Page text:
“You can't lose yourself, neither in woman nor humanity nor in God. You've always got yourself on your hands in the end…”
Written in the years following World War I and set in postwar England and Italy, Lawrence's 1921 novel Aaron’s Rod, questions many of the accepted social and political institutions of Lawrence's generation, and raises issues as valid for our own time as they were for his.
The novel's hero is an Everyman, one Aaron Sisson, who flees the destruction in England and his failing marriage and who, like Lawrence himself, becomes absorbed in discovering and understanding the nature of the political and religious ideologies that shaped western civilization.
The work masterfully combines Lawrence's reservations about the growing industrialization of English society and his deep concern with the demands of an inner, freer self at risk of being crushed by its associated existential crisis.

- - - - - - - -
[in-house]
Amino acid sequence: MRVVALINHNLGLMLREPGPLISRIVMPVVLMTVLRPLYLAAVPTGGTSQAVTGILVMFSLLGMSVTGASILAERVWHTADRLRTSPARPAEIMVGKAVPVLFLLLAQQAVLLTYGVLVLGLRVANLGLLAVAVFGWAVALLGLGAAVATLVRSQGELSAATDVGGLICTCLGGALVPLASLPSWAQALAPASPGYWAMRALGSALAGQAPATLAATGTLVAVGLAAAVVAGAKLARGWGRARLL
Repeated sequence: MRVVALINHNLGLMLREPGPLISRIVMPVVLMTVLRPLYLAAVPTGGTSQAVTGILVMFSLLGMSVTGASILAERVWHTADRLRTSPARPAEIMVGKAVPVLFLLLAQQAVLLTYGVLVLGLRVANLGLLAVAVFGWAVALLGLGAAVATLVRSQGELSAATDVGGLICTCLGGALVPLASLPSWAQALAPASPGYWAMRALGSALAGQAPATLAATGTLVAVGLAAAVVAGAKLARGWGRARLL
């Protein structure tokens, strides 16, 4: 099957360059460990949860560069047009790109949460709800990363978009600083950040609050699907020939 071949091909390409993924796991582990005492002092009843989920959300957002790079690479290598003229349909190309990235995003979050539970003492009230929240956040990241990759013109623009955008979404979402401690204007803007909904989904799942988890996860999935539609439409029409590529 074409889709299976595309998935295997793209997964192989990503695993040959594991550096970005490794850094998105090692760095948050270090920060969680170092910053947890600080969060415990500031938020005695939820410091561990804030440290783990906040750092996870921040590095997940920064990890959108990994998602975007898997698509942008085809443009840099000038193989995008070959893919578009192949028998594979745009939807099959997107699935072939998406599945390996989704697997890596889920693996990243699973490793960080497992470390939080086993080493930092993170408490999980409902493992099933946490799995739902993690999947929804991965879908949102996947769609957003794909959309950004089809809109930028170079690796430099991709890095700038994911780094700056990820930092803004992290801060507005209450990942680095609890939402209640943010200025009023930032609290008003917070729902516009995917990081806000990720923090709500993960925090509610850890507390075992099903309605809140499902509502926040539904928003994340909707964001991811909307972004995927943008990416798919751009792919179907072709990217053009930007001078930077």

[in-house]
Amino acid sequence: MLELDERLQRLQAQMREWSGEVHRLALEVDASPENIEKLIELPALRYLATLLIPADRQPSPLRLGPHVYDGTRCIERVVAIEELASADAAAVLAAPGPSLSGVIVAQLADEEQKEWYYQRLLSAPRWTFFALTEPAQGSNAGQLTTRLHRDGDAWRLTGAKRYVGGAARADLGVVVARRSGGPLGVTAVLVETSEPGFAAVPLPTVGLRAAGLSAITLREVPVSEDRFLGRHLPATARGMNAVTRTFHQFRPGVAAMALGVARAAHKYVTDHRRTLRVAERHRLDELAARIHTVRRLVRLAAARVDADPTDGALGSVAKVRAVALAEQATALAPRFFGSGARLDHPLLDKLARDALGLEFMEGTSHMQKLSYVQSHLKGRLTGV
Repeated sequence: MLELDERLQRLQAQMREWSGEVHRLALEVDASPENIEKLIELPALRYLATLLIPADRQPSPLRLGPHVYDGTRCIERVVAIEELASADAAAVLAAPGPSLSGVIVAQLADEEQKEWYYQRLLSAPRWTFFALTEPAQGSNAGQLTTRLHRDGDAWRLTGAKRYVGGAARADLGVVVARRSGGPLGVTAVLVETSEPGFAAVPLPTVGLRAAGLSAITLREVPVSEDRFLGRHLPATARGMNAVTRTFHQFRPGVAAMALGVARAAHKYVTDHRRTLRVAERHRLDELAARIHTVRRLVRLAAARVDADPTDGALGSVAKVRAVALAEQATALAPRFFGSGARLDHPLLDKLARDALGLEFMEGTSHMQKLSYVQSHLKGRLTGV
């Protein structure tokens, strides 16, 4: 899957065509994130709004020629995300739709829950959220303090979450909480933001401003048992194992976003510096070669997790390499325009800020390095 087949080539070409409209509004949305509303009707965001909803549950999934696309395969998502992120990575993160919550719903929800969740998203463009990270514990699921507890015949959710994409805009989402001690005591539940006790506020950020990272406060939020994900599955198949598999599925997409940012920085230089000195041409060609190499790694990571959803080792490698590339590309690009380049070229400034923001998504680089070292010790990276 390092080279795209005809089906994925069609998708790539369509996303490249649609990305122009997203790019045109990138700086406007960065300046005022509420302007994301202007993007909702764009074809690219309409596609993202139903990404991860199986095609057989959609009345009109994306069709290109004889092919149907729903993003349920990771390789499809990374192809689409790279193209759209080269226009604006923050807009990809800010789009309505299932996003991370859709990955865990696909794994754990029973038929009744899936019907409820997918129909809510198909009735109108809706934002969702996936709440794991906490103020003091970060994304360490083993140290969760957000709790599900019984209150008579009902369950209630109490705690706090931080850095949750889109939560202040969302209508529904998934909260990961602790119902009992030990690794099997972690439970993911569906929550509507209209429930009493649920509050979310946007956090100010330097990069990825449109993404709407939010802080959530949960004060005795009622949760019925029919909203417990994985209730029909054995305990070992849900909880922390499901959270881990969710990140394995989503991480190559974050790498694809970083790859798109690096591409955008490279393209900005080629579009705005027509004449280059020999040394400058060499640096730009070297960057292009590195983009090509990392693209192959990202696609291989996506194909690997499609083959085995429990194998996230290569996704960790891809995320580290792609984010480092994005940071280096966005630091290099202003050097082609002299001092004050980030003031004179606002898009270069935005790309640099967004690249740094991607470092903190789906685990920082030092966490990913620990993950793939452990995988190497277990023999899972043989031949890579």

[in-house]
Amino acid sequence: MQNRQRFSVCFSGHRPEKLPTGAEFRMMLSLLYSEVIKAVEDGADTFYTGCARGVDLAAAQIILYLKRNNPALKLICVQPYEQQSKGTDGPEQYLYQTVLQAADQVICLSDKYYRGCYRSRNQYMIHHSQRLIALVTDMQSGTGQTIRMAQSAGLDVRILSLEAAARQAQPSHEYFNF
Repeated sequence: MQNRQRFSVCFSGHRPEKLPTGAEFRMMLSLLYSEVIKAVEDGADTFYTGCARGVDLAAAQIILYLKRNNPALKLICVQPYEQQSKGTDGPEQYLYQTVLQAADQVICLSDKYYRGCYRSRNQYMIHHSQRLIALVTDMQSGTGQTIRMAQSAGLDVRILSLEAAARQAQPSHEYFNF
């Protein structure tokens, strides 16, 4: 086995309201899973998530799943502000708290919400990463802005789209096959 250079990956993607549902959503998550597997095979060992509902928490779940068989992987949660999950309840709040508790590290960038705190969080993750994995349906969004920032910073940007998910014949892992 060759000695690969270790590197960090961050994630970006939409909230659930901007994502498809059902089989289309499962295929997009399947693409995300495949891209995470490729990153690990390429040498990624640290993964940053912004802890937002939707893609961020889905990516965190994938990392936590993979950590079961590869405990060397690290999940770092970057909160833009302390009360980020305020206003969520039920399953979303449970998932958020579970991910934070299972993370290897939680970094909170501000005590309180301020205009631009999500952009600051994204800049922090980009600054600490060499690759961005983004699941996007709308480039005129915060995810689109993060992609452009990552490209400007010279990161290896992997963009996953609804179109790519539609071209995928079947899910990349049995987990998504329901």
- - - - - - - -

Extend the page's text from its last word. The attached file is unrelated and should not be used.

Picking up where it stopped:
D. H. LAWRENCE (1885-1930), one of the greatest English authors, transformed the art of fiction. The author of numerous classic novels, poems and short stories, including Women In Love, The Plumed Serpent, and Lady Chatterley’s Lover, he is considered to be a central figure in the development of the modern novel.